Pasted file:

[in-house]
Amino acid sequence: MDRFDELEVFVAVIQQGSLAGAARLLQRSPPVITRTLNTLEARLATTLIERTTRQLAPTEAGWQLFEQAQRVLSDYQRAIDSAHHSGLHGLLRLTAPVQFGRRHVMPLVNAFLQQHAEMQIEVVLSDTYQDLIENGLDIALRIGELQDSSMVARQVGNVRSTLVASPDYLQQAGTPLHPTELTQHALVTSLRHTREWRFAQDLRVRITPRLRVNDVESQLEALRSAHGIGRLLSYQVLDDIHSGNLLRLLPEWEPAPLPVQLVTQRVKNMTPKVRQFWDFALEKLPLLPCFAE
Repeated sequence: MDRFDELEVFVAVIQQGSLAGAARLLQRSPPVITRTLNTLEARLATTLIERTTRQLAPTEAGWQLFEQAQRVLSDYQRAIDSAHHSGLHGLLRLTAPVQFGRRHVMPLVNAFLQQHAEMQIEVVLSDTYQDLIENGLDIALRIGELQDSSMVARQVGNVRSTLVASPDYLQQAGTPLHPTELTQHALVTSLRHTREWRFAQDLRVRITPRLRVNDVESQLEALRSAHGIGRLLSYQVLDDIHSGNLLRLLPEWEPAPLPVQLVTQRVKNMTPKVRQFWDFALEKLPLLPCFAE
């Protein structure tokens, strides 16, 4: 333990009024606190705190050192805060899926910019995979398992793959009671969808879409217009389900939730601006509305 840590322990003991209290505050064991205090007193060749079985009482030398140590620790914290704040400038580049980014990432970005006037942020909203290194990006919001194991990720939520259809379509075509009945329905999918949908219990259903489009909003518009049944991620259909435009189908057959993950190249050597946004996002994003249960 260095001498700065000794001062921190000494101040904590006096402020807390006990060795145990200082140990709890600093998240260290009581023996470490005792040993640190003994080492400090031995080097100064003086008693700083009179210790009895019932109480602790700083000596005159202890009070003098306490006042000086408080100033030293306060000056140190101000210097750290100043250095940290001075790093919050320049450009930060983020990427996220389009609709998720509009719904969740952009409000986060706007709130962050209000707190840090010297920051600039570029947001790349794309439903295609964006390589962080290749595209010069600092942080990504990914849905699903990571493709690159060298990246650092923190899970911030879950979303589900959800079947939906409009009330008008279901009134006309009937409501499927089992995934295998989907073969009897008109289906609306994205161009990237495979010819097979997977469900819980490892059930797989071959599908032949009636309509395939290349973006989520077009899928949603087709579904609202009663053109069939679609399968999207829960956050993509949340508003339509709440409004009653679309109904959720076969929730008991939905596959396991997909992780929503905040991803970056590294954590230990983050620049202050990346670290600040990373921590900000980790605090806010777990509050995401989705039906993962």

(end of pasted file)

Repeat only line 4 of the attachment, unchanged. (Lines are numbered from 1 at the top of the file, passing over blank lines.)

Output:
């Protein structure tokens, strides 16, 4: 333990009024606190705190050192805060899926910019995979398992793959009671969808879409217009389900939730601006509305 840590322990003991209290505050064991205090007193060749079985009482030398140590620790914290704040400038580049980014990432970005006037942020909203290194990006919001194991990720939520259809379509075509009945329905999918949908219990259903489009909003518009049944991620259909435009189908057959993950190249050597946004996002994003249960 260095001498700065000794001062921190000494101040904590006096402020807390006990060795145990200082140990709890600093998240260290009581023996470490005792040993640190003994080492400090031995080097100064003086008693700083009179210790009895019932109480602790700083000596005159202890009070003098306490006042000086408080100033030293306060000056140190101000210097750290100043250095940290001075790093919050320049450009930060983020990427996220389009609709998720509009719904969740952009409000986060706007709130962050209000707190840090010297920051600039570029947001790349794309439903295609964006390589962080290749595209010069600092942080990504990914849905699903990571493709690159060298990246650092923190899970911030879950979303589900959800079947939906409009009330008008279901009134006309009937409501499927089992995934295998989907073969009897008109289906609306994205161009990237495979010819097979997977469900819980490892059930797989071959599908032949009636309509395939290349973006989520077009899928949603087709579904609202009663053109069939679609399968999207829960956050993509949340508003339509709440409004009653679309109904959720076969929730008991939905596959396991997909992780929503905040991803970056590294954590230990983050620049202050990346670290600040990373921590900000980790605090806010777990509050995401989705039906993962």